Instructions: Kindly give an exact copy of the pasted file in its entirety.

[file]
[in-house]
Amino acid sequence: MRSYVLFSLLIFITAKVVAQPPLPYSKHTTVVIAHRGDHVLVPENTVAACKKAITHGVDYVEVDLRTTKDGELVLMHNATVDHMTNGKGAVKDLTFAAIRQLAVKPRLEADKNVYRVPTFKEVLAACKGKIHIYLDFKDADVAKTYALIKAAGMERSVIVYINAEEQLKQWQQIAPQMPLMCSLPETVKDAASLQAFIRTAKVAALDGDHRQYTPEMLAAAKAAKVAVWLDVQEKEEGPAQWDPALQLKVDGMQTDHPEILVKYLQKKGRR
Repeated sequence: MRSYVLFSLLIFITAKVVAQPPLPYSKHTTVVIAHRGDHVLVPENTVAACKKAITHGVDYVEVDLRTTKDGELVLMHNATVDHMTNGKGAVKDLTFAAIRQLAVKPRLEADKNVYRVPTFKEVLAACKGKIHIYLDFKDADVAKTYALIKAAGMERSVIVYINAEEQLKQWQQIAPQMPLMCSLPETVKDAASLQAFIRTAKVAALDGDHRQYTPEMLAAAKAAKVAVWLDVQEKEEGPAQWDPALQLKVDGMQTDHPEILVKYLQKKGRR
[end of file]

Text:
[in-house]
Amino acid sequence: MRSYVLFSLLIFITAKVVAQPPLPYSKHTTVVIAHRGDHVLVPENTVAACKKAITHGVDYVEVDLRTTKDGELVLMHNATVDHMTNGKGAVKDLTFAAIRQLAVKPRLEADKNVYRVPTFKEVLAACKGKIHIYLDFKDADVAKTYALIKAAGMERSVIVYINAEEQLKQWQQIAPQMPLMCSLPETVKDAASLQAFIRTAKVAALDGDHRQYTPEMLAAAKAAKVAVWLDVQEKEEGPAQWDPALQLKVDGMQTDHPEILVKYLQKKGRR
Repeated sequence: MRSYVLFSLLIFITAKVVAQPPLPYSKHTTVVIAHRGDHVLVPENTVAACKKAITHGVDYVEVDLRTTKDGELVLMHNATVDHMTNGKGAVKDLTFAAIRQLAVKPRLEADKNVYRVPTFKEVLAACKGKIHIYLDFKDADVAKTYALIKAAGMERSVIVYINAEEQLKQWQQIAPQMPLMCSLPETVKDAASLQAFIRTAKVAALDGDHRQYTPEMLAAAKAAKVAVWLDVQEKEEGPAQWDPALQLKVDGMQTDHPEILVKYLQKKGRR